Monday, 24 August 2015

Heroics - New Lovers EP

Article by KevW


Networking. It's always been a bit if a dirty word; the reserve of people who are famous for being famous and the uber-fashionable (in their heads at least), but since the internet went from being something people occasionally used in the days of d...i...a...l.... ...u...p... to the now universal tool that virtually everyone seems to use daily at much higher speeds, networking has changed completely. The ways it's changed the music industry are something you could write a book on, but what is increasingly apparent is that musicians from all over the world are now able to hook up and collaborate by discovering each other through a shared love of certain music online. In the case of many such collaborations, the people involved in the music haven't even met, they've simply sent files and ideas back and forth across the web and each added their own sections until a finished track or album is sounding just right.

London-based group Heroics haven't quite gone to that extreme, but they do admit that they were "born from the benefits of an Internet age", and a few members came and went before they settled on the current line-up fronted by Northern Irishman Graeme Wylie. They've been working on material for a while and released their debut single earlier this year, but their first EP 'New Lovers' is out later this week. The understanding they've built shows on these four songs, as does their shared tastes in music. 'New Lovers' is bold and comfortable, like a band in cruise control, they make it sound easy. Based around some nice harmonies and a solid and smooth rhythm section, the guitar is a little hypnotic and they also know how to change up a gear when needed. It may be the title-track and the lead single, but 'Worth Your While' is equally good and brings to mind The Postal Service (ironically, that was a long distance project before the broadband age when tapes had to be sent by mail, hence the band name) as well as other North American indie-pop groups. 'Ferrigno' continues the rich vein of form they've found here, keeping the standard of songwriting and arrangements high. It wouldn't have been out of place in the mid '90s either. Lastly, 'Break From Life' perhaps shows more ambition (not that they've been lacking in that department thus far) and experiments a touch more, changing time signatures and generally being that bit less conventional. For all its perceived faults and bad effects on the music industry, if the internet can be in part responsible for the creation of bands like Heroics then it's not time to throw away your expensive new tablet just yet.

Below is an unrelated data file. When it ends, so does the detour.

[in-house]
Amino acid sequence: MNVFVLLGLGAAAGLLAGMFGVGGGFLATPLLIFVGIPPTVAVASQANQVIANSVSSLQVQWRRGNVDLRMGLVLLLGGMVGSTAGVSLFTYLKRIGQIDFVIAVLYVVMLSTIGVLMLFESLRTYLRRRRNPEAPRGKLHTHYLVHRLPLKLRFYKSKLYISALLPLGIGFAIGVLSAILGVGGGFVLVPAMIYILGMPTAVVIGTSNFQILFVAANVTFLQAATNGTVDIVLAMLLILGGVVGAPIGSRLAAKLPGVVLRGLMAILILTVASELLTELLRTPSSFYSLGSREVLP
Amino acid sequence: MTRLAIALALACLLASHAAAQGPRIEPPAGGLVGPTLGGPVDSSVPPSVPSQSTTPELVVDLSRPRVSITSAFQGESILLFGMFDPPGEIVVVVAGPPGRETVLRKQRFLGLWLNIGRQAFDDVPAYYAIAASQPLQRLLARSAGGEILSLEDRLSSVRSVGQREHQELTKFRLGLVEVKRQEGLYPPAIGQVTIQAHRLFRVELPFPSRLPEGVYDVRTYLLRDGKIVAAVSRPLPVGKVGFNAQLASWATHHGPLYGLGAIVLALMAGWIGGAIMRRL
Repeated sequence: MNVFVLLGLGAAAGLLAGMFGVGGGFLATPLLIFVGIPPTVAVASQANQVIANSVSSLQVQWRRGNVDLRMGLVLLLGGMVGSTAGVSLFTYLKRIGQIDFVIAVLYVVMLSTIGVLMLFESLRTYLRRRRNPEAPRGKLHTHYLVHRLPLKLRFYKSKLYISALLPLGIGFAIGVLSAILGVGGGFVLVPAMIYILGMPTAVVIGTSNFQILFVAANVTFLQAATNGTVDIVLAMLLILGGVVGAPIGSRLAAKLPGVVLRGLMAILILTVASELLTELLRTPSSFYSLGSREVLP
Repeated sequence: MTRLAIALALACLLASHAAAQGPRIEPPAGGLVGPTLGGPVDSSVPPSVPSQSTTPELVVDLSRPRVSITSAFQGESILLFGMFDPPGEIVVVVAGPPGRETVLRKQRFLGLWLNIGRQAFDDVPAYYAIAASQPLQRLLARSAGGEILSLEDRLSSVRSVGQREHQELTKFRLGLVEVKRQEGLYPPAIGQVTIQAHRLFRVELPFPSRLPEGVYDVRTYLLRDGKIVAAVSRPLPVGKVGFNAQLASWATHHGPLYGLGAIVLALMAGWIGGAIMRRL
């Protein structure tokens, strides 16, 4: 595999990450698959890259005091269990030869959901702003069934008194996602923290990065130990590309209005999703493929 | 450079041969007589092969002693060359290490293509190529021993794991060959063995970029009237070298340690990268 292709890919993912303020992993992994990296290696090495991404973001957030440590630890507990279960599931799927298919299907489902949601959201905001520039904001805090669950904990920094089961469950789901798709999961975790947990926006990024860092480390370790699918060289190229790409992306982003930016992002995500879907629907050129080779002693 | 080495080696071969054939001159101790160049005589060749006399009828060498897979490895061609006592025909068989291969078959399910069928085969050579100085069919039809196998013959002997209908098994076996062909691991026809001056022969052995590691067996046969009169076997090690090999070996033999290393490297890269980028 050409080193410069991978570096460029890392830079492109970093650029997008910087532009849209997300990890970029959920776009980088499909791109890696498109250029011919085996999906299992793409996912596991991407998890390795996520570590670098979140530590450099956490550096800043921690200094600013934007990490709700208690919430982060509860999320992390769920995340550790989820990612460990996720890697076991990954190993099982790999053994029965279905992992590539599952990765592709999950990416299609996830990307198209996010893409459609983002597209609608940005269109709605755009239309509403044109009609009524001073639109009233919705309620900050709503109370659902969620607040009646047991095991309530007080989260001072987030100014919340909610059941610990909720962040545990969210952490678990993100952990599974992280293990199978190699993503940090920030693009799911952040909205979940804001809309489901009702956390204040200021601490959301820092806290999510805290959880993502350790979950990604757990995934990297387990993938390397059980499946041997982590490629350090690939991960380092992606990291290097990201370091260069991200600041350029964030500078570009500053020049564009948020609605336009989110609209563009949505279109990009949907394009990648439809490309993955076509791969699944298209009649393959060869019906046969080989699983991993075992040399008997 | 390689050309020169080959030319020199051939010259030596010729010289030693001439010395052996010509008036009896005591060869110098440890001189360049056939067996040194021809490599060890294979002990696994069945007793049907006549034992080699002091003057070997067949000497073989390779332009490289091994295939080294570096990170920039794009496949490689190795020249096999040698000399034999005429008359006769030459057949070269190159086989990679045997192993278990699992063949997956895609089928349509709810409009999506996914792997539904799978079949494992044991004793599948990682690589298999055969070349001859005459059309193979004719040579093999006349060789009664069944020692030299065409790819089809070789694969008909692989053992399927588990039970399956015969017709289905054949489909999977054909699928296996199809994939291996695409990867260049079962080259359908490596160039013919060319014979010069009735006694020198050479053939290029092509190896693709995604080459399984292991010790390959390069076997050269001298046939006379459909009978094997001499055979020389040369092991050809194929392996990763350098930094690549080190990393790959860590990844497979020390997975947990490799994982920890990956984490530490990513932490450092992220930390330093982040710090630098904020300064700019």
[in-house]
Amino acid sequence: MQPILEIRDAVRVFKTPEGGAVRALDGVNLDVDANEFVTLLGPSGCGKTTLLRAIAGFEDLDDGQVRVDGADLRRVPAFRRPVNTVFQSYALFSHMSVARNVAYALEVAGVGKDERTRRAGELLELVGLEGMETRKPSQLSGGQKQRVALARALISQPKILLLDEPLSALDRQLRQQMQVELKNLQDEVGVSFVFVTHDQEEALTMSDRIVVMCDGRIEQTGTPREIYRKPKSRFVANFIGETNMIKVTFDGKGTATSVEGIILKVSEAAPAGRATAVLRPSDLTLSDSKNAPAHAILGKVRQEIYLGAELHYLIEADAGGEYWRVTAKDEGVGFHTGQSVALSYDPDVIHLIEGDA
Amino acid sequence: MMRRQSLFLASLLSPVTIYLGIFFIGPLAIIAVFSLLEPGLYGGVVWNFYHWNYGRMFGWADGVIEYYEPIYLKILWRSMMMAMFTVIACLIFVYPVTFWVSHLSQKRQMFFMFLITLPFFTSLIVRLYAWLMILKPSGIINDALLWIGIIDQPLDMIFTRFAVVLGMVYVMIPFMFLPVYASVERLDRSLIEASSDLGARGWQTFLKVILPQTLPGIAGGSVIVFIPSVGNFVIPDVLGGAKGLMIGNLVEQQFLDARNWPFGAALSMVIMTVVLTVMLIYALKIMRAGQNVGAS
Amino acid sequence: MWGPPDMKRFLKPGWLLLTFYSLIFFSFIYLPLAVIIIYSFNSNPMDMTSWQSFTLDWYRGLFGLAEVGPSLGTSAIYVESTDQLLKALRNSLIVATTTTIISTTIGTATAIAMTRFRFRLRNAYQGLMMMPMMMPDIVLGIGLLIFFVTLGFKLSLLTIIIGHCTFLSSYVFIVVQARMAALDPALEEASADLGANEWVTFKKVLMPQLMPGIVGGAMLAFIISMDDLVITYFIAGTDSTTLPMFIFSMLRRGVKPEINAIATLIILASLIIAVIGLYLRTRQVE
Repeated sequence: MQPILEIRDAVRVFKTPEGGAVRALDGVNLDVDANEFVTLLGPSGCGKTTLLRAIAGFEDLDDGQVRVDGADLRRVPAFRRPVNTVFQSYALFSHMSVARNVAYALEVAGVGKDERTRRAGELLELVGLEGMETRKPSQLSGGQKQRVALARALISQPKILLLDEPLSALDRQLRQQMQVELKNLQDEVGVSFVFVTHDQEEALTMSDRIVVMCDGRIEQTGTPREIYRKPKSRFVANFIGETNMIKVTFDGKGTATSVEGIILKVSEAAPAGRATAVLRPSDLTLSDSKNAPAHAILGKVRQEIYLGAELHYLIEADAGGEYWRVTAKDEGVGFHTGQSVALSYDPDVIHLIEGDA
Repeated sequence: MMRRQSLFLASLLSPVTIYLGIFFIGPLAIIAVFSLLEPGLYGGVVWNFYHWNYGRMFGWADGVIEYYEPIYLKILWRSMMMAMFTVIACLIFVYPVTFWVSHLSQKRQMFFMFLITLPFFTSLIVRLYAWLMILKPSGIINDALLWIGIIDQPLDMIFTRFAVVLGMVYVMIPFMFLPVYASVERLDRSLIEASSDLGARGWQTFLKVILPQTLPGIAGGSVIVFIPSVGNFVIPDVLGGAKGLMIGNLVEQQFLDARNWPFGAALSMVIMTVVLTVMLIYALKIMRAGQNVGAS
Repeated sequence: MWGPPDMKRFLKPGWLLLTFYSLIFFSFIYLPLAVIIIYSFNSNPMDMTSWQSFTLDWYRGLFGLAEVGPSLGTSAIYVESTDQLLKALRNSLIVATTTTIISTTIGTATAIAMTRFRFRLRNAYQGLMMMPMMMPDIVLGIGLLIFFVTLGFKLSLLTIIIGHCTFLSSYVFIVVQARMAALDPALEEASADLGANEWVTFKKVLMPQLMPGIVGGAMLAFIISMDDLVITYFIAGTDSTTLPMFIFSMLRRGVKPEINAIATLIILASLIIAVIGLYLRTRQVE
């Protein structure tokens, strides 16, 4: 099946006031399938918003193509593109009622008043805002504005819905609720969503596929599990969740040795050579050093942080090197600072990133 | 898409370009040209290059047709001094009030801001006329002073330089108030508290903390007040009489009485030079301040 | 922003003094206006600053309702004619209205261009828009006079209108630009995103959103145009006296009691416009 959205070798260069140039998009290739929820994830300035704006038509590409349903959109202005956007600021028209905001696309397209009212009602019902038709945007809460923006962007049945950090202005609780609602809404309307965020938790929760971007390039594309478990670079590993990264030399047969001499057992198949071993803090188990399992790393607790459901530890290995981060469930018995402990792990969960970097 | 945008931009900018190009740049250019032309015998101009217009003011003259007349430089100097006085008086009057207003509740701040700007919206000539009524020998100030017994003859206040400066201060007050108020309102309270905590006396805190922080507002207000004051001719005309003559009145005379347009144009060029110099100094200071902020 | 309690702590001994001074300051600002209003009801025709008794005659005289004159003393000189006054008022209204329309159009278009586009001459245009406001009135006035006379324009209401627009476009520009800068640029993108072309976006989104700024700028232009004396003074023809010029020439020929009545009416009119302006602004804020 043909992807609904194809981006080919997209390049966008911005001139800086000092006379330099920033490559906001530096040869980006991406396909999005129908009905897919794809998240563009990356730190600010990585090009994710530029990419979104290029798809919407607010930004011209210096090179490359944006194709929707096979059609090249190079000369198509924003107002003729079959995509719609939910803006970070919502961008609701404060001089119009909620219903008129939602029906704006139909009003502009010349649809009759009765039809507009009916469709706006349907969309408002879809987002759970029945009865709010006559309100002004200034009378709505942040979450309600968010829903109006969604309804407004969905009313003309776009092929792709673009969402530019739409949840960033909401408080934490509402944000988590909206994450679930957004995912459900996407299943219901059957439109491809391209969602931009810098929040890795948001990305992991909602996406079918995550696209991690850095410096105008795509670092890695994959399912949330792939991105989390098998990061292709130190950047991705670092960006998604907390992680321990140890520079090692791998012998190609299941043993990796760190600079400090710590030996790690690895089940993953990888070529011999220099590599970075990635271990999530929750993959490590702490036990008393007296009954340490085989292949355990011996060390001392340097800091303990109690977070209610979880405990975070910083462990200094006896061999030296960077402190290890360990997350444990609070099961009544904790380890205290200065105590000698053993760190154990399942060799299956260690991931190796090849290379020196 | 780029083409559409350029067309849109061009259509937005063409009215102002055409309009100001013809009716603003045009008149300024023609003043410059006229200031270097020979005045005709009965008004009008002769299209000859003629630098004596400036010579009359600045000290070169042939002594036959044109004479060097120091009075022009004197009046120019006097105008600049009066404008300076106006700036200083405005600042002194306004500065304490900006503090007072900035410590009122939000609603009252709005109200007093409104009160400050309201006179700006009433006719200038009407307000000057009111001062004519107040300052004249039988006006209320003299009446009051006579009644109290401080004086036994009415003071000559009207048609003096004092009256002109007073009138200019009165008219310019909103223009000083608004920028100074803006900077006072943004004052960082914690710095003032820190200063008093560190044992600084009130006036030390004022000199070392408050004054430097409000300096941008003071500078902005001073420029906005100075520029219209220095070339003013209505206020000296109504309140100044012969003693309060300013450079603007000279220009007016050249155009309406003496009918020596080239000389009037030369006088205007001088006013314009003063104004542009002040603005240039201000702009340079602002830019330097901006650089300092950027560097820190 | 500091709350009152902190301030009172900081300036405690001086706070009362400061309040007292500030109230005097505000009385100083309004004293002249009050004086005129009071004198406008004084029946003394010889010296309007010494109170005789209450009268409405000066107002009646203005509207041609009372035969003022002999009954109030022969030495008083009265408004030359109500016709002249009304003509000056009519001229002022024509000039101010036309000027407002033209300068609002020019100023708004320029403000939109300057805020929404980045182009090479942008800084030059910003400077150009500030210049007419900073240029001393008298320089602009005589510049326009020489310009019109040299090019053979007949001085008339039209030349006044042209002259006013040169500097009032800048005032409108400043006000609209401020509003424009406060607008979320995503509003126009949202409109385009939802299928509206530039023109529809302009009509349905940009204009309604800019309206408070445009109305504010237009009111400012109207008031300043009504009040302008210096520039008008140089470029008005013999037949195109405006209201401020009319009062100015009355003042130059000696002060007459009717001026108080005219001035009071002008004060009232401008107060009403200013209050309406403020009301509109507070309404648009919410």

Heroics' website





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